Everyone seems to be up in arms over the NFL and its policy (or lack thereof) when it comes to the posture of their athletes during the playing of the National Anthem. Over the past couple of years, it’s become more and more vogue for players to “take a knee” during the traditional standing for the anthem. It seems to have begun with quarterback Colin Kaepernick and headed south from there.
I say, “headed south,” because it’s become a huge distraction. One of my favorite Sunday afternoon pastimes is to come home from worship, relax in front of my wide screen, and watch my beloved Pittsburgh Steelers chase the old pigskin for three hours. This past Sunday, it was certainly less than fulfilling.
One Lonely Figure
Not only did my boys in black and gold perform with considerably less finesse than usual, they lost in overtime to the lowly Bears. But that wasn’t the worst part. My guys didn’t even show up to the field for the anthem. One lonely figure stood at the entranceway to the locker room with his hand over his heart (offensive lineman and former Army Ranger, Alejandro Villanueva). The team was told to stay in the locker room to avoid team disunity—bad move—maybe.
Frankly, I didn’t care so much when a few disgruntled players from other teams drew the ire of fans by taking the knee. But when my own fan favorites weenied out by hiding in the locker room, I was highly disappointed. I’ve been arduously watching the Steelers since I was thirteen (fifty-four years). For some reason, I just figured they were above such shenanigans. I was wrong.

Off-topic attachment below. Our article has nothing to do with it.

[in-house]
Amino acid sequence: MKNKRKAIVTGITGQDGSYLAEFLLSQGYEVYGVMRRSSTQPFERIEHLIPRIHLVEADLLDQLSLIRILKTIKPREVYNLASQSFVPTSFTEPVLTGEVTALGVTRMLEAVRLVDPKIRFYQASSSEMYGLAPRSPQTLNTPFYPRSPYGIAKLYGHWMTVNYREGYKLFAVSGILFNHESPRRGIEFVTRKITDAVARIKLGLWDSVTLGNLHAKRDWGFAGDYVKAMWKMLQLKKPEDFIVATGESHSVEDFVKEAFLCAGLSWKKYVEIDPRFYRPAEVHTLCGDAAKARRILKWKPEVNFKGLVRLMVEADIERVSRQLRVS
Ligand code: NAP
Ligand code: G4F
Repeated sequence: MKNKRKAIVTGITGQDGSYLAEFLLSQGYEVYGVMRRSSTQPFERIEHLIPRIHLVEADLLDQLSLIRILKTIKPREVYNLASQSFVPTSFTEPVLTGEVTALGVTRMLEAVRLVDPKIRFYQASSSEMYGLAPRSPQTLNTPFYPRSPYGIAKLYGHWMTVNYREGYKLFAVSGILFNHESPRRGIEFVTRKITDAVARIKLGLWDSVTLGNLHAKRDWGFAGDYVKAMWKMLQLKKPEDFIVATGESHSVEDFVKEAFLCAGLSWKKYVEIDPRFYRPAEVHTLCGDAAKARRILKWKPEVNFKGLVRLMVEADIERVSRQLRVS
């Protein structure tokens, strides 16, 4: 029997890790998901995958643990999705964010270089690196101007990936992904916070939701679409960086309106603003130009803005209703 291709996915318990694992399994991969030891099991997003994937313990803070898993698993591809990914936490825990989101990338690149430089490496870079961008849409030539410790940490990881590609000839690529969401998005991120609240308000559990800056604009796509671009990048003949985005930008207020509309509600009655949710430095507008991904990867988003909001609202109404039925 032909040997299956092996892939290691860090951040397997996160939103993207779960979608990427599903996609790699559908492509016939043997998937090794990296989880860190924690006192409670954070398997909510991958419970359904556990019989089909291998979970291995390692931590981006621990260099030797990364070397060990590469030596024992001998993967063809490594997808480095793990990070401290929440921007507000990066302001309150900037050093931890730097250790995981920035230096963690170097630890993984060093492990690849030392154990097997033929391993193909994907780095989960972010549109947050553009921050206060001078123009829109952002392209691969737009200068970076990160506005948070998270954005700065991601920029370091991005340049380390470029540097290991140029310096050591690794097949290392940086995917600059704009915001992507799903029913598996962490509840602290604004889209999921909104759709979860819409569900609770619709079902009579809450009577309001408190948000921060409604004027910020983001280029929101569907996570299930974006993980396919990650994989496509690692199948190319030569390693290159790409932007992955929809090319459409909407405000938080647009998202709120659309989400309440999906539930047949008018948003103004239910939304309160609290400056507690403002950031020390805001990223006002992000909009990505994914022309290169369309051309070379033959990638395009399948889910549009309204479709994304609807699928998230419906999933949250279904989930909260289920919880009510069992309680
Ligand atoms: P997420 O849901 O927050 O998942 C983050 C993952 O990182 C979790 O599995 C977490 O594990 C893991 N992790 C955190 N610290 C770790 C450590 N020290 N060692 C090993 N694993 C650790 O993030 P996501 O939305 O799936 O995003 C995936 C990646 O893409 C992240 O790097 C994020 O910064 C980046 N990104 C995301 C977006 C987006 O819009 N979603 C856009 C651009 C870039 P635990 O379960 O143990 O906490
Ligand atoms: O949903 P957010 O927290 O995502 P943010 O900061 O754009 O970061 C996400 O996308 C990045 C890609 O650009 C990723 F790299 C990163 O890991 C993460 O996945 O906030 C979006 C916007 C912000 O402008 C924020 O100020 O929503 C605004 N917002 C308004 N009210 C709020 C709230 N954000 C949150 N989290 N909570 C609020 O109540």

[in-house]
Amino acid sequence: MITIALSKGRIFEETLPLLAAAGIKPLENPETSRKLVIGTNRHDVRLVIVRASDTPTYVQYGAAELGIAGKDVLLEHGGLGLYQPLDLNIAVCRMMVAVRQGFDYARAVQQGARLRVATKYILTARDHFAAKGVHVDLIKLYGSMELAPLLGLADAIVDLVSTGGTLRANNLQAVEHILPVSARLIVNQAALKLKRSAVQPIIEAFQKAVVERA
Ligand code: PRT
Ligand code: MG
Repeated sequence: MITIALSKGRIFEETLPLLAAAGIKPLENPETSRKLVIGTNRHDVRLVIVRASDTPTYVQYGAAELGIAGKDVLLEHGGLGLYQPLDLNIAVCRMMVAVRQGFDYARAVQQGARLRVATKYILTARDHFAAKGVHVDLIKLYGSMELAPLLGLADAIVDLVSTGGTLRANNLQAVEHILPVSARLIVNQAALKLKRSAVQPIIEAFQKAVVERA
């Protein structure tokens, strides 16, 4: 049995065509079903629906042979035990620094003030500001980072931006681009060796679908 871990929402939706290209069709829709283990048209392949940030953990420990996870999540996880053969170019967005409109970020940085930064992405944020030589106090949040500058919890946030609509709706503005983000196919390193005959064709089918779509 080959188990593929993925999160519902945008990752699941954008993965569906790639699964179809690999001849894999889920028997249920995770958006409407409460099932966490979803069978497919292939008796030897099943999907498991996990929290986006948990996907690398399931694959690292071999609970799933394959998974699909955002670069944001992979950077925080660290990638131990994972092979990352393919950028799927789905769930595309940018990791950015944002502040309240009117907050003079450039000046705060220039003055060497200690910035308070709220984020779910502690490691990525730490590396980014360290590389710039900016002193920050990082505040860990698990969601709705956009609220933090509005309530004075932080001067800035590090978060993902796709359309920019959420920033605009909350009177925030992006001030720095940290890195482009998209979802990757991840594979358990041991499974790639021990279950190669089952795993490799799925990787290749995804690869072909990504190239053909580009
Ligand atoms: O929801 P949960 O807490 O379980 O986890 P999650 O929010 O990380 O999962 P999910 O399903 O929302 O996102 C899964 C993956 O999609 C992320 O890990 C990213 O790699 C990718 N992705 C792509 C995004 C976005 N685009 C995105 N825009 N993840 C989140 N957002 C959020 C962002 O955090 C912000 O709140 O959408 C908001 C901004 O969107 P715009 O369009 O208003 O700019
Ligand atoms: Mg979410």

“The protests became the show…”
Instead of the usual, good natured bantering back and forth by fans, Sunday’s social media exploded with name calling and badmouthing over the efficacy of protesting in this manner. Even my lovely Bride refused to watch the game (and she’s a bigger football fan than I happen to be). The protests became the show, and the games were a distant second to the off-the-field debates.
I’m not exactly sure why the NFL has allowed this to go on. These are the people whose shield is fashioned after the nation’s flag. Check it out sometime. It’s red, white, and blue with a field of white stars. These guys who are taking a knee are wearing the flag on their uniforms. It seems a bit ironic to say the least.
The thing that really gets me, however, is the coverage of these protests. When a player kneels on the sidelines during the anthem, the cameras are all over him. The people who provide this coverage are the same folks who refuse to show the players who take the knee together following each game to pray in the middle of the field. I find that a tad hypocritical. They don’t want to offend anyone by showing those nasty prayer warriors. If anyone is offended by the guys dissing the anthem, however—well, that’s just tough.
Prayer out… Protest in…
[Dave Zuchelli is a graduate of Pittsburgh Theological Seminary and is currently pastor of Smith Chapel in Great Falls, VA.]